JMicron Returns: The JMF667H Controller On Four Reference SSDs

JMicron's JMF667H Steps Up To Redeem A Troubled Name

It's true that SATA 3.1 is slowly going out of vogue, and that next year you'll start seeing fewer SSDs leveraging it. They'll still be prolific, dominating the sales charts, but they won't be getting as much attention. PCI Express and SATA Express will start to pick up steam, demonstrate lower power consumption, and dominate the performance charts. They'll become the new sexy in solid-state storage. I think it's reasonable to expect that a mainstream laptop in 2015 or 2016 will employ a different interface and form factor than what we're testing today.

That makes now the golden age of SATA. From here, it's all downhill. Or is it?

After years of testing SATA-based drives, it's clear that most mainstream users are still served well by 6 Gb/s drives (even if the underlying technology is limited by the interface in certain ways). They're good with power, they're fast, and they're cheap. If you give me the choice between two solid SATA drives or one SATA Express-based repository, I'll take the RAID array in a desktop machine. The math works out a little differently for laptops. But even in that application, SATA is still smart.

That's because the power savings you can enable through a PCIe-based device isn't as good as the current crop of SATA SSDs. DevSlp was introduced with SATA 3.1, and the latest-generation notebooks are better for it. Even if your storage subsystem isn't DevSlp-capable, slumber states are still quite conservative.

If only for that reason, it's too early to signal the demise of SATA-based SSDs. In truth, none of the existing PCIe-based solutions in the M.2 form factor (at least the ones I've tested) radically improve your computing experience, particularly in the mobile space, where workloads are predictably milder.

All of that is my long-winded way of affirming that JMicron's power-efficient, cost-effective JMF667H SATA controller is a good idea. And the processor's building blocks can almost assuredly be applied to PCIe-based silicon down the road. In fact, I'm predicting that we see just that. But for now, JMicron's platform is a good mainstream solution.

Performance is actually breathtakingly-impressive paired to Toshiba's A19 flash. Don't expect too many drives leveraging that pricier combination, though. More relevant will be ONFi-compliant NAND in budget-oriented drives. That's too bad, since the A19-equipped reference platforms best the M6S and M6M in several of our benchmarks. Those Plextor drives utilize a Marvell four-channel controller and Toshiba's A19 flash as well, so the fight's pretty darned fair. In my mind, this demonstrates the 55 nm JMF667H to be competitive where it counts: actual workloads.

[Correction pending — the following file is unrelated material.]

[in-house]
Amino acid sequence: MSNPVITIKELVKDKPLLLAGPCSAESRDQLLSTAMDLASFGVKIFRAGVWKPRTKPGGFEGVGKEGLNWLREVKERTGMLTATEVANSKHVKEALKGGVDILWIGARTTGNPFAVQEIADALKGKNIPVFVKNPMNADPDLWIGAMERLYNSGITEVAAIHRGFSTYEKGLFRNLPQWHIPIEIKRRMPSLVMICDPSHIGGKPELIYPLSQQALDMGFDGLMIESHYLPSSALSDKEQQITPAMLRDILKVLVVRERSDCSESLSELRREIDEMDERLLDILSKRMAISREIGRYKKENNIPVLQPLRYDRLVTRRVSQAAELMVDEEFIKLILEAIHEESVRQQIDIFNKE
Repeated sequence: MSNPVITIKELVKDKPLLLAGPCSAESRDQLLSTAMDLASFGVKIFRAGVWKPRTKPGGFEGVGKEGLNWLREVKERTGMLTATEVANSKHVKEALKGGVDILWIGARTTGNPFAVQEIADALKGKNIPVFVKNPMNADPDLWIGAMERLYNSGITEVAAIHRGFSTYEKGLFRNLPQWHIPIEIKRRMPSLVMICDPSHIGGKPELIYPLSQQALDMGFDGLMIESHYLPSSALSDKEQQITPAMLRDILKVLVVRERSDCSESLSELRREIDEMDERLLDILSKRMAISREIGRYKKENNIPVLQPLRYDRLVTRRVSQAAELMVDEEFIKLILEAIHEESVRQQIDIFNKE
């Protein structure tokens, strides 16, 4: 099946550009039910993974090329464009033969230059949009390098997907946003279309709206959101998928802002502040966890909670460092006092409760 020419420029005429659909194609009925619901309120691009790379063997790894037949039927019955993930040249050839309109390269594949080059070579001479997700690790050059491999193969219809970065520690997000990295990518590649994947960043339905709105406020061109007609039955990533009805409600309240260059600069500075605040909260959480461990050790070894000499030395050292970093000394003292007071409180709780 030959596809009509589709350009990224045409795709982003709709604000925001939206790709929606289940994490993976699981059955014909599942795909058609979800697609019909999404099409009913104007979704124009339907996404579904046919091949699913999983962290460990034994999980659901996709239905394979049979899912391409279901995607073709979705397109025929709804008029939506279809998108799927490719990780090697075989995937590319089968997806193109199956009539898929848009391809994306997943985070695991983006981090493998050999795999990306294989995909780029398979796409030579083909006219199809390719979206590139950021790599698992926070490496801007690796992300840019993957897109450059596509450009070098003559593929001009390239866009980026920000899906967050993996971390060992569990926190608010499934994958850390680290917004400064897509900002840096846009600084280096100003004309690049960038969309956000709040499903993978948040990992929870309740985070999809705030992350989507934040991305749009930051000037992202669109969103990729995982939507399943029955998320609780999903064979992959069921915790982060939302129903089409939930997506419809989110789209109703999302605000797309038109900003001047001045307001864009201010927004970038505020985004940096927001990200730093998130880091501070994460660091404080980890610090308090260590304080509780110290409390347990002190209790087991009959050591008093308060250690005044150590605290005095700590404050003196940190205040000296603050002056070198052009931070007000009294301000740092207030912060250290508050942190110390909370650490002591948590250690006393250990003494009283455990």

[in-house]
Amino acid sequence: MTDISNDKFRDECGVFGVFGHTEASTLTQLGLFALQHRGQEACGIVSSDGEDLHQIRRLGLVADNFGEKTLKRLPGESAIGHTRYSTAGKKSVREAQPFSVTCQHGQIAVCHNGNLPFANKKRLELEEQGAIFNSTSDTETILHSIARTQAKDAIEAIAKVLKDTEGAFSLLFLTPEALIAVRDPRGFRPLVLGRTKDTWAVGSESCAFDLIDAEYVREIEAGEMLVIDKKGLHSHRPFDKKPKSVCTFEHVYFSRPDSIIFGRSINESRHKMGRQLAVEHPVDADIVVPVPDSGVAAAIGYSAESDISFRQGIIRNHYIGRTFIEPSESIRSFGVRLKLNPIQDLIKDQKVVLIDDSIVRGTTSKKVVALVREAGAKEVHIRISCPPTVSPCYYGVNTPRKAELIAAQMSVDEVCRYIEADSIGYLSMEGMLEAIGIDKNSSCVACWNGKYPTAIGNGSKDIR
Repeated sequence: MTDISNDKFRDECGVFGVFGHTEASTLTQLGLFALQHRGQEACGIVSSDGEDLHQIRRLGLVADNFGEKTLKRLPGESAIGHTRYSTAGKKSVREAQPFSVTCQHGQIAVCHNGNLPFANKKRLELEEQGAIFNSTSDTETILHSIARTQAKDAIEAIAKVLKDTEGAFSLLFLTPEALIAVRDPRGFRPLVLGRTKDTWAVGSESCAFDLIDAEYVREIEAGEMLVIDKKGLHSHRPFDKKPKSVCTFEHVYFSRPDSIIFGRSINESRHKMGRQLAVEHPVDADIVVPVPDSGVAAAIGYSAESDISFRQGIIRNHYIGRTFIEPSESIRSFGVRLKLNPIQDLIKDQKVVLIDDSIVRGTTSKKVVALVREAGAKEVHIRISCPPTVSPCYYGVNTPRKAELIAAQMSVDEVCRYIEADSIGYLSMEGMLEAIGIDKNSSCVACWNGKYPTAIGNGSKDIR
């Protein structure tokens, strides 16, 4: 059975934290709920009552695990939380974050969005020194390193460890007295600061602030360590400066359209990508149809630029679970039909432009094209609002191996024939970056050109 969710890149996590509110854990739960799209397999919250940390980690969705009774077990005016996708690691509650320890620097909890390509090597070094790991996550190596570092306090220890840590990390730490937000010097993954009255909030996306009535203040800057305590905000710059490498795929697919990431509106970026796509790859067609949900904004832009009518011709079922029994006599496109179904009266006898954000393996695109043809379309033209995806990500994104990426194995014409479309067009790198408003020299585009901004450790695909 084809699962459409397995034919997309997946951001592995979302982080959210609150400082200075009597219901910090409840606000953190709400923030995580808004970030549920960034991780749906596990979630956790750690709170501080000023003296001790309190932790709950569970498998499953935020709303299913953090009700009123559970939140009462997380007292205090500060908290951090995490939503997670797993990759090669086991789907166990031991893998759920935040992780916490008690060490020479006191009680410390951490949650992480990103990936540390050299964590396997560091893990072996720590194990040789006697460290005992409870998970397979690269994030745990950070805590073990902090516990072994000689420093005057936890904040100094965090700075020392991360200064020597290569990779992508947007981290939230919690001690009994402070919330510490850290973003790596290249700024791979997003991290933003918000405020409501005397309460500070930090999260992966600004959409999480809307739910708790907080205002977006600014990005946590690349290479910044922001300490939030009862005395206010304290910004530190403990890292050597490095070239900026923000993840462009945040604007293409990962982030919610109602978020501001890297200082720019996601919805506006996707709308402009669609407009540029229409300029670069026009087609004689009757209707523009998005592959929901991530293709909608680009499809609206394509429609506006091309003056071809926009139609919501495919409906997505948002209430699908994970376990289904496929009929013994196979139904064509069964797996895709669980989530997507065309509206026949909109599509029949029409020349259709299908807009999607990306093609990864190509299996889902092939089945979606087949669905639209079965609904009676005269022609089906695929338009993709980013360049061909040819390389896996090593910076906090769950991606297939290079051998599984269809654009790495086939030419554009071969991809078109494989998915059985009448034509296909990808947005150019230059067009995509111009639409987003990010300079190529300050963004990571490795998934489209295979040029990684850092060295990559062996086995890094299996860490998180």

As we move forward, watching to see what the rest of 2014 has to offer storage mavens like myself, don't forget about JMicron. The Taiwanese firm isn't abandoning third-gen SATA, nor is neglecting the future. Against all odds, this company (and Silicon Motion) is looking to succeed where others have already failed. Now that we've tested its reference-class hardware, the real question becomes: how does the JMF667H compare Silicon Motion's SM2246EN? I know a good way to find out.

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  • blackmagnum
    JMicron vs. Silicon Motion: Fight of the Underdogs - Coming next issue!
    2
  • Snipergod87
    Page 6: "For every 1 GB the host asked to be written, Mushkin's drive is forced to write 1.05 GB."

    Mushkin drive?, To much copy paste.
    1
  • koolkei
    guys. please take a look at this
    http://www.tweaktown.com/reviews/6052/kingfast-c-drive-f8-series-240gb-ssd-review-cheapest-tested-240gb-drive-so-far/index.html

    that's an actual SSD using this controller, and the price is........ a little more than surprising...
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  • pjmelect
    I remember their USB to IDE SATA chip. It caused data corruption every 4 GB or so when transferring data via the IDE interface. I have always been wary of their products since then.
    1
  • tripleX
    "But we're not going to use theoretical corner cases (the sequential and random 4 KB benchmarks we just ran) to crown one configuration a winner and another a loser."

    A corner case is not sequential and random benchmarks. It is an engineering term that means, according to Wiki:

    A corner case (or pathological case) is a problem or situation that occurs only outside of normal operating parameters—specifically one that manifests itself when multiple environmental variables or conditions are simultaneously at extreme levels, even though each parameter is within the specified range for that parameter.
    1
  • g00ey
    JMicron has always made pretty shitty products so I won´'t buy any of these anytime soon...
    1
  • 2Be_or_Not2Be
    I, too, find it hard to want to purchase a drive from a manufacturer with such a lackluster history.

    One part of this article that also doesn't make sense: "Why four channels and not eight? Efficiency is one key motivator. Fewer channels facilitate a smaller ASIC, which can, in turn, be more power-friendly." Compare the size of the PCB to one like the Samsung 850 Pro. They aren't saving much in real estate (they are actually bigger than the Samsung boards), so it makes it hard to believe they're saving much in power here.
    1
  • biohazard918
    Jmicron returns: this time its personal!
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  • gsxrme
    No Mushkin Chronos!? Wa we don't want to make Samsungs butt hurt? Com'on Toms!
    0